We do know that Renwick was born in the Bloomingdale section of Manhattan (now the Upper West Side) in 1818. He was the son of Columbia College professor James Renwick, Sr., and Margaret Brevoort, the sister of Henry Brevoort, one of the city's most prominent landowners.
Renwick studied engineering at Columbia (graduating at age 18, which was not that unusual in that era), and became a supervising engineer on the new Croton aqueduct system that was bringing water from Westchester county to New York. In 1843, Grace Episcopal Church purchased land from Renwick's uncle Henry to build a new parish in Greenwich Village. Likely through Brevoort's influence, Renwick -- who'd never built a building in his life -- was given the job. The church was immediately the toast of the town. As we write in Inside the Apple:
Former mayor Philip Hone, now living on nearby Great Jones Street, soon tweaked the new parish’s congregants in his diary: "This is to be a fashionable church and already its aisles are filled…with gay parties of ladies in feathers and 'mousseline-delaine dresses' and dandies with moustaches and high heeled boots; the lofty arches resound with astute criticisms upon 'Gothic Architecture' from fair ladies who have had the advantage of foreign travel, and scientific remarks upon 'acoustics' from elderly millionaires who do not hear quite as well as formerly."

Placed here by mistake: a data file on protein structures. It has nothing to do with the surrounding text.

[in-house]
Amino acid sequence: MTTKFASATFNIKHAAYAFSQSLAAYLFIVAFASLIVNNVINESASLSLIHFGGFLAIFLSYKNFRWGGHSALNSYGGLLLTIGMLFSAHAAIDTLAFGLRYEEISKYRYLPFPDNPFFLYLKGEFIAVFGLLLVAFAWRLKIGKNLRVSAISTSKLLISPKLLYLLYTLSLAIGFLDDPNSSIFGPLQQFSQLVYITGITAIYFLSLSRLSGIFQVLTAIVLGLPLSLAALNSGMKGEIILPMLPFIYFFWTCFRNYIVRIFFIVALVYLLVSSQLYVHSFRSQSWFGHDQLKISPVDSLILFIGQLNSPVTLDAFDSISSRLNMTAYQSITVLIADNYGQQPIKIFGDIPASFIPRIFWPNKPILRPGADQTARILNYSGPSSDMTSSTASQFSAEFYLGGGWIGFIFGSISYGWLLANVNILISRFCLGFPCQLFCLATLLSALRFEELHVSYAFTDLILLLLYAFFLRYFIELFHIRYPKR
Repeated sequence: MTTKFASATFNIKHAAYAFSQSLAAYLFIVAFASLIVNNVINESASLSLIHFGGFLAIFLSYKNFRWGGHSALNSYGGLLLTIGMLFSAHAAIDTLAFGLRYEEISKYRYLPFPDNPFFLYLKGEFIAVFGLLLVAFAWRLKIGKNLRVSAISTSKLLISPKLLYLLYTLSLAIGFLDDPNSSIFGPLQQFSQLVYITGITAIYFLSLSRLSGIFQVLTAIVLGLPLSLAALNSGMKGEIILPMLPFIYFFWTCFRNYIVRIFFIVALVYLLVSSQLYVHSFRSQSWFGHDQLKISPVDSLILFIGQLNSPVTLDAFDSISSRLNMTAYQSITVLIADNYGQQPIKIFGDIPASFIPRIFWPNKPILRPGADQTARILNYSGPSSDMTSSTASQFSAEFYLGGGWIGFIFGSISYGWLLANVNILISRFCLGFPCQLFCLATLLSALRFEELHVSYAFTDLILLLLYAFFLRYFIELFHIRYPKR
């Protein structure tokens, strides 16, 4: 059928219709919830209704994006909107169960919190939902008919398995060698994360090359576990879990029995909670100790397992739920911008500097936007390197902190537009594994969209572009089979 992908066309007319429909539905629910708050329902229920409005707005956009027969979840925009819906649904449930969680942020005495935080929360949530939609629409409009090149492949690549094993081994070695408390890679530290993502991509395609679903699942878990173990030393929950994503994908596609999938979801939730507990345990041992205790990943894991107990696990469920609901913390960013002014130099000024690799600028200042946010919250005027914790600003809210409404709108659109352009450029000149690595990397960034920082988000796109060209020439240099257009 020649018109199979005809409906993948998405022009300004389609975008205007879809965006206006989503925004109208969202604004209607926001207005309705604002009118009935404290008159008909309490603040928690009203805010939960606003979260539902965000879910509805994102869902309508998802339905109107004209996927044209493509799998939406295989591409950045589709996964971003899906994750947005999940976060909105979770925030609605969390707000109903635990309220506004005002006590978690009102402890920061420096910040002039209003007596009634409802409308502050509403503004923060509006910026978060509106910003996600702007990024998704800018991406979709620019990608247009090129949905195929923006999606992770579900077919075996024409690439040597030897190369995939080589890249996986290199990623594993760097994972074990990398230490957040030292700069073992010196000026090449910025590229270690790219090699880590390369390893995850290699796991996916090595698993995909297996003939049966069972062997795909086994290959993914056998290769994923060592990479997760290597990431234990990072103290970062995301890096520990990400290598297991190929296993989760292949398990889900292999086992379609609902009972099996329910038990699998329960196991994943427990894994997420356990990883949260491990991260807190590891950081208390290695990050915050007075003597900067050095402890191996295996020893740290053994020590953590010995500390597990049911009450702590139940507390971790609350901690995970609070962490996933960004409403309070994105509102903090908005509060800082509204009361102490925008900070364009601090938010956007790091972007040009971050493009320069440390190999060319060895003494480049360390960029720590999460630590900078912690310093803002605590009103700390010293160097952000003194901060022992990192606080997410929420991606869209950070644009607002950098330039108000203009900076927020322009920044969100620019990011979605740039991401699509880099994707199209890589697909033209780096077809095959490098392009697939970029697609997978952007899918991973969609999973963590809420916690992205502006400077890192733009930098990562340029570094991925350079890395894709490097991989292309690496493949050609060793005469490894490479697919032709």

The other great New York diarist of the time, George Templeton Strong, took issue with the city’s sudden love of all things Gothic and levied his criticism squarely at Renwick: "If the infatuated monkey showed the slightest trace or germ of feeling for his art, one could pardon and pass over blunders and atrocities…. [Renwick is] caught up in the prevailing romantic preoccupation with keeps and dungeons illuminated by flashes of lightning and ringing with the clash of sword on shield."
Besides the Castle, Renwick's most famous work is probably St. Patrick's Cathedral, completed in 1879; however, New York is filled with other Renwick buildings, from the old Hotel St. Denis (across the street from Grace Church, now offices), to the row of apartments on West 10th Street known as "Renwick Terrace," to the Packer Collegiate building in Brooklyn Heights that was once the Church of St. Ann. It is nearly impossible to study 19th-century architecture in the city without experiencing and enjoying Renwick's influence.
So, no matter what day you were born -- Happy Birthday, James Renwick!
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